Posts in Faith
Trying To Be Free

It's the end of July and I'm sitting in a shack under the stars in Santa Fe, New Mexico, sipping whisky with friends.

This particular whisky is peach flavoured, and not very good. A friend of mine loves peaches. And loves whisky. So this seemed perfect. She, like me, comes from a religious background where drinking is taboo. There's a shiver of rebellion as we pull this bottle of oblivion from the shelves of the Saints & Sinners liquor store.

The whisky is too sweet and too fruity for most of us in the shack, but not for my Christian poet friend. She's fallen in love with peach whisky without first learning how to pour a sensible amount. The sugary, smooth whisky goes down too quickly and none of us notice.

Over the next half hour, we watch her sway from teetering to toppling over as the liquor sets in. I hold up the bottle and it’s nearly half gone.

I get worried.

We wait it out while she lies on the bench, moaning and asking if we love her. Of course we do. Beyond telling her this, we're not sure how to help her. We are half a kilometer from her dorm room, down a steep hill. There's no way we can get her there without a commotion and some bruises.

We stall for time. And then the miracle begins.

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My Good Neighbour in the Bowtie

Monday night I’m sitting in the Princess Theatre holding back tears until I finally give in. The battle starts with the opening scenes and is lost long before the closing credits. Nearly all of us watching are hesitant to leave when the movie ends. We don’t want to break the spell. We don’t want to lose what we’ve been given. We’ve just watched “Won’t You Be My Neighbor?”

The story of Fred Rogers’ unlikely rise to stardom is a well-crafted homage to simple goodness. Filled with beautifully animated cut-scenes and brilliant editing, this is the best of what a documentary can be. Here is a story about art that becomes its own masterpiece.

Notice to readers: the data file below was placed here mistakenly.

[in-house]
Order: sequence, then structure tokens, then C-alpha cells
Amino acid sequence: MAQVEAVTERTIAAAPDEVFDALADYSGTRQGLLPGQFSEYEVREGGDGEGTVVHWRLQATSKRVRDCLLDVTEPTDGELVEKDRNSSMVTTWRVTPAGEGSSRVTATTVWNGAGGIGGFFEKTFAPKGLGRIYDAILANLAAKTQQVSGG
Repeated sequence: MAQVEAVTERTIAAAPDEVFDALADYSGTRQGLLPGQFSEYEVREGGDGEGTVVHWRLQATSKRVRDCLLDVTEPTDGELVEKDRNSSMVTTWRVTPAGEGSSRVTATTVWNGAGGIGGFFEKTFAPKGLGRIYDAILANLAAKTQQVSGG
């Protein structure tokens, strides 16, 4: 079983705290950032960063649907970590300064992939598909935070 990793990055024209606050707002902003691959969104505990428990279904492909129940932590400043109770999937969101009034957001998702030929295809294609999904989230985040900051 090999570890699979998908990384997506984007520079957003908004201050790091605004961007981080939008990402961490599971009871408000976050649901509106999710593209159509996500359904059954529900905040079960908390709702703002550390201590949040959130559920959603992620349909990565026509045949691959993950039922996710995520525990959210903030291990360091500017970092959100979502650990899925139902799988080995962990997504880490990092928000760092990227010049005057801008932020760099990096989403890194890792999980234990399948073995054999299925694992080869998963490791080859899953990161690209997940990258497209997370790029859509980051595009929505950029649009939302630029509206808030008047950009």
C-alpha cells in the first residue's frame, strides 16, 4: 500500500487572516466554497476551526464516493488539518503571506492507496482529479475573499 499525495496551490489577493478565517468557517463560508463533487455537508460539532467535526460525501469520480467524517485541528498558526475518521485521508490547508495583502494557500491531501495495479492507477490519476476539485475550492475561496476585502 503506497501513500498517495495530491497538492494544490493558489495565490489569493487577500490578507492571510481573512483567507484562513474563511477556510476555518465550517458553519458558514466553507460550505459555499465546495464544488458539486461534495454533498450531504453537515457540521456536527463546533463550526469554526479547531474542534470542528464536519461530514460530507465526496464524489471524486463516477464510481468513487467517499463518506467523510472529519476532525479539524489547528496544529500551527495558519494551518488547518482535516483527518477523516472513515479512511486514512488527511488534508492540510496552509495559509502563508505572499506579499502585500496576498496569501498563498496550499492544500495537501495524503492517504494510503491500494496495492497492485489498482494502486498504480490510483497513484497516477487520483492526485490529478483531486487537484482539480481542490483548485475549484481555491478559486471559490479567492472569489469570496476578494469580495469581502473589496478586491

As I’ve reflected on why this story is impacting so many people – why it has left a mark on me – I come back to one word. Goodness.

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Song Story: Wherever You Are

I wrote Wherever You Are (the first version, at least) around 2007 in the early days of a church I was helping plant. We were a group of hip zealous young people and world-wizened elders wanting to change the world. Or at least the Church. Or at least our selves. I think we succeeded in that last part.

I was confused, coming unmoored from the constraints of my fundamentalist evangelical upbringing. It felt like a drift and I wondered if I would be OK. How far could I wander and still come home? But then I thought heard a Voice call from somewhere out in the fog. 

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#LetsTalk About Mental Illness

My whole life I have tried to understand what was going on with my mom. Sometimes I did understand. Most times, still, I do not.

But this post is not actually about my mother's mental illness. It's about mine.

Two years ago I started taking medication for Anxiety and Obsessive Compulsive Disorder. I was terrified to see the doctor. I was afraid to even entertain medication. Driving into the parking lot that morning was a big accomplishment. I recall the details clearly.

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Twenty Four

I've been home now for less than 24 hours. Half that, and most of it spent soaking up sleep. In this short time, the complicated beauty of belonging has unfurled itself like a blooming rose. Or a venus flytrap. 

Already, I have sensed the transference of a psychic weight that comes to any who dares proclaim themselves a parent. It came in sighs and knowing glances, and it came quickly. Which is fair. This is expected. This is heavy.

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Join me to learn a new vocabulary for the soul

Near the end of this month, I'll be embarking on yet another new adventure. I am co-leading an arts and faith retreat with Julie and Sam Drew at King's Fold Retreat Centre.

I've never been to King's Fold, but I hear it is gorgeous. Serene. Pristine. From the photos and video I've seen, I believe the rumours to be true. 

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